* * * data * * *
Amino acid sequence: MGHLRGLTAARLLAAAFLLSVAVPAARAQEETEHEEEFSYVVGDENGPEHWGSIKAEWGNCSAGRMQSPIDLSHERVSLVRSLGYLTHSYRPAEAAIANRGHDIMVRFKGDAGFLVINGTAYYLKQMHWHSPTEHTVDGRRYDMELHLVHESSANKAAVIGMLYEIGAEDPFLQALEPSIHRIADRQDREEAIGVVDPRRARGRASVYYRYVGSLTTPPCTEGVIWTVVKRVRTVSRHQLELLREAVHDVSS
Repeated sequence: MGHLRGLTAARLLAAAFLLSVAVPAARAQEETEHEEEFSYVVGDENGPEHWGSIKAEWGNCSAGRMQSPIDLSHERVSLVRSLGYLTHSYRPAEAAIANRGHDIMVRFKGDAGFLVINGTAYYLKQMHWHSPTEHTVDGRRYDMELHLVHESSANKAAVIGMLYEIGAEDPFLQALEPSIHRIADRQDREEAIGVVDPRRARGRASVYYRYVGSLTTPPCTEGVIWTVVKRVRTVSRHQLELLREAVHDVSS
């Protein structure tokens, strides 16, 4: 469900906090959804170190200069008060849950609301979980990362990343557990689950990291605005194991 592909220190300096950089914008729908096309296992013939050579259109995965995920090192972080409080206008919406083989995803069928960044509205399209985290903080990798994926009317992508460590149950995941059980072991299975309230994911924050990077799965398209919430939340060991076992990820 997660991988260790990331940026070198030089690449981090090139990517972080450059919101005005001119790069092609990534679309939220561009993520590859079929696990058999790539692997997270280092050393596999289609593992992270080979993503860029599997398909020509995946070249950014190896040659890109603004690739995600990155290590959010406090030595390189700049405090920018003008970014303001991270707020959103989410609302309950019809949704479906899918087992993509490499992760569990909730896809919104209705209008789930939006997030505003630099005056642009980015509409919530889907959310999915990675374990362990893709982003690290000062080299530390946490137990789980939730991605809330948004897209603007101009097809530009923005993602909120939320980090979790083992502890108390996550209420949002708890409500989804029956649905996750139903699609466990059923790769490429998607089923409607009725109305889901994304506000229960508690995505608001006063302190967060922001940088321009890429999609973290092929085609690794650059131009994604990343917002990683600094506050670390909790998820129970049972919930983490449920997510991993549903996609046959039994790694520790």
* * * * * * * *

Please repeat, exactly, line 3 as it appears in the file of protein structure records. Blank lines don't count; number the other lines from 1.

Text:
């Protein structure tokens, strides 16, 4: 469900906090959804170190200069008060849950609301979980990362990343557990689950990291605005194991 592909220190300096950089914008729908096309296992013939050579259109995965995920090192972080409080206008919406083989995803069928960044509205399209985290903080990798994926009317992508460590149950995941059980072991299975309230994911924050990077799965398209919430939340060991076992990820 997660991988260790990331940026070198030089690449981090090139990517972080450059919101005005001119790069092609990534679309939220561009993520590859079929696990058999790539692997997270280092050393596999289609593992992270080979993503860029599997398909020509995946070249950014190896040659890109603004690739995600990155290590959010406090030595390189700049405090920018003008970014303001991270707020959103989410609302309950019809949704479906899918087992993509490499992760569990909730896809919104209705209008789930939006997030505003630099005056642009980015509409919530889907959310999915990675374990362990893709982003690290000062080299530390946490137990789980939730991605809330948004897209603007101009097809530009923005993602909120939320980090979790083992502890108390996550209420949002708890409500989804029956649905996750139903699609466990059923790769490429998607089923409607009725109305889901994304506000229960508690995505608001006063302190967060922001940088321009890429999609973290092929085609690794650059131009994604990343917002990683600094506050670390909790998820129970049972919930983490449920997510991993549903996609046959039994790694520790």